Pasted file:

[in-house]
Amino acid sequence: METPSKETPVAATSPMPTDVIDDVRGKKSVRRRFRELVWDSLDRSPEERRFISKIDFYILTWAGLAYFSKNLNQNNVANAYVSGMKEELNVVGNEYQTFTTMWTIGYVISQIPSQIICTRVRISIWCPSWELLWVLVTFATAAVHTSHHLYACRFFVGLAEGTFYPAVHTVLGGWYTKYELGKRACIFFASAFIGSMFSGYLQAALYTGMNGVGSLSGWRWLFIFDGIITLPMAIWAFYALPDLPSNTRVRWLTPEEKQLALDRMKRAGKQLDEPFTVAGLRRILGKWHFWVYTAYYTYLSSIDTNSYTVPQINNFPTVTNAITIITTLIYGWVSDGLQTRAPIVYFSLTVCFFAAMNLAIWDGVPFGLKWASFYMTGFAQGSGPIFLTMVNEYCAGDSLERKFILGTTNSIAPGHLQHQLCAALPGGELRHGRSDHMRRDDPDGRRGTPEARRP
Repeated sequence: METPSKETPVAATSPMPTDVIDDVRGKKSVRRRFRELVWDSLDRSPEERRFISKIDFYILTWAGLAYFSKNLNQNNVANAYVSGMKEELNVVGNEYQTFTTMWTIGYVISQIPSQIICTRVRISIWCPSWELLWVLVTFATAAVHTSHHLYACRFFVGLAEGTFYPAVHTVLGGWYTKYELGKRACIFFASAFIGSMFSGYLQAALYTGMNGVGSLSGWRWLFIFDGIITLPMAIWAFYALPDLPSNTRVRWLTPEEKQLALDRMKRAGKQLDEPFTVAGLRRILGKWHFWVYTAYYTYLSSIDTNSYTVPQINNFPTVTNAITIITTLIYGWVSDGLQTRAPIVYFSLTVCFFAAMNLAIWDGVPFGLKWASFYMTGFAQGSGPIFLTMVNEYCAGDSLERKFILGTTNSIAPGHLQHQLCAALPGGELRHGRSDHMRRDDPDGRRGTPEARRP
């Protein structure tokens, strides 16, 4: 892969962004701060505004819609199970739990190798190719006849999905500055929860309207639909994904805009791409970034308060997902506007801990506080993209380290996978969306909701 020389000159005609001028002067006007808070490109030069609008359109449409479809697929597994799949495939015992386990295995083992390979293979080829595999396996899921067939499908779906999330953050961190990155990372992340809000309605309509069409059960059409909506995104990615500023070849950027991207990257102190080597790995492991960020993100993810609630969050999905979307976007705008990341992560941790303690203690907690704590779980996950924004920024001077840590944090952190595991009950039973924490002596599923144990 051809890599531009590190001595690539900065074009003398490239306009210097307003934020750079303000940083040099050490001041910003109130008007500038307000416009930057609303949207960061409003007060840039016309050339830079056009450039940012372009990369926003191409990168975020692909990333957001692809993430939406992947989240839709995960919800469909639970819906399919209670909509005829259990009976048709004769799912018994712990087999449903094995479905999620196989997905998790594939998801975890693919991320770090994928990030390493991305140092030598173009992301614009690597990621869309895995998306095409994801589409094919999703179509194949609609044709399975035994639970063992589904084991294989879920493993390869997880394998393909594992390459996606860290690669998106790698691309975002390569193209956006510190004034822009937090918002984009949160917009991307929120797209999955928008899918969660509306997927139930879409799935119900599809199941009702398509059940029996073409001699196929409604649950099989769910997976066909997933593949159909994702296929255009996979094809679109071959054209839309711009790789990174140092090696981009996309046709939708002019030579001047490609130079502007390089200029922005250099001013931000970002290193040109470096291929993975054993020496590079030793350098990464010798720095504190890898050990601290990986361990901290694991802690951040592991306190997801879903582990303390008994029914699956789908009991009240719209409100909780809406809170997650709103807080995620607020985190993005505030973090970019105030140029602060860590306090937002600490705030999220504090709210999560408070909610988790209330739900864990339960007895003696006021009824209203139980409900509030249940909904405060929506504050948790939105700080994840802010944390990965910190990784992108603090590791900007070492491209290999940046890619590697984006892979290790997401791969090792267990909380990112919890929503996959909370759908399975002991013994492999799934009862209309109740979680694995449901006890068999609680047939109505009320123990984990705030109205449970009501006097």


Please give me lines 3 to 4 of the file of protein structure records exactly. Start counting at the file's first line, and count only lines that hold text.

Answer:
Repeated sequence: METPSKETPVAATSPMPTDVIDDVRGKKSVRRRFRELVWDSLDRSPEERRFISKIDFYILTWAGLAYFSKNLNQNNVANAYVSGMKEELNVVGNEYQTFTTMWTIGYVISQIPSQIICTRVRISIWCPSWELLWVLVTFATAAVHTSHHLYACRFFVGLAEGTFYPAVHTVLGGWYTKYELGKRACIFFASAFIGSMFSGYLQAALYTGMNGVGSLSGWRWLFIFDGIITLPMAIWAFYALPDLPSNTRVRWLTPEEKQLALDRMKRAGKQLDEPFTVAGLRRILGKWHFWVYTAYYTYLSSIDTNSYTVPQINNFPTVTNAITIITTLIYGWVSDGLQTRAPIVYFSLTVCFFAAMNLAIWDGVPFGLKWASFYMTGFAQGSGPIFLTMVNEYCAGDSLERKFILGTTNSIAPGHLQHQLCAALPGGELRHGRSDHMRRDDPDGRRGTPEARRP
């Protein structure tokens, strides 16, 4: 892969962004701060505004819609199970739990190798190719006849999905500055929860309207639909994904805009791409970034308060997902506007801990506080993209380290996978969306909701 020389000159005609001028002067006007808070490109030069609008359109449409479809697929597994799949495939015992386990295995083992390979293979080829595999396996899921067939499908779906999330953050961190990155990372992340809000309605309509069409059960059409909506995104990615500023070849950027991207990257102190080597790995492991960020993100993810609630969050999905979307976007705008990341992560941790303690203690907690704590779980996950924004920024001077840590944090952190595991009950039973924490002596599923144990 051809890599531009590190001595690539900065074009003398490239306009210097307003934020750079303000940083040099050490001041910003109130008007500038307000416009930057609303949207960061409003007060840039016309050339830079056009450039940012372009990369926003191409990168975020692909990333957001692809993430939406992947989240839709995960919800469909639970819906399919209670909509005829259990009976048709004769799912018994712990087999449903094995479905999620196989997905998790594939998801975890693919991320770090994928990030390493991305140092030598173009992301614009690597990621869309895995998306095409994801589409094919999703179509194949609609044709399975035994639970063992589904084991294989879920493993390869997880394998393909594992390459996606860290690669998106790698691309975002390569193209956006510190004034822009937090918002984009949160917009991307929120797209999955928008899918969660509306997927139930879409799935119900599809199941009702398509059940029996073409001699196929409604649950099989769910997976066909997933593949159909994702296929255009996979094809679109071959054209839309711009790789990174140092090696981009996309046709939708002019030579001047490609130079502007390089200029922005250099001013931000970002290193040109470096291929993975054993020496590079030793350098990464010798720095504190890898050990601290990986361990901290694991802690951040592991306190997801879903582990303390008994029914699956789908009991009240719209409100909780809406809170997650709103807080995620607020985190993005505030973090970019105030140029602060860590306090937002600490705030999220504090709210999560408070909610988790209330739900864990339960007895003696006021009824209203139980409900509030249940909904405060929506504050948790939105700080994840802010944390990965910190990784992108603090590791900007070492491209290999940046890619590697984006892979290790997401791969090792267990909380990112919890929503996959909370759908399975002991013994492999799934009862209309109740979680694995449901006890068999609680047939109505009320123990984990705030109205449970009501006097």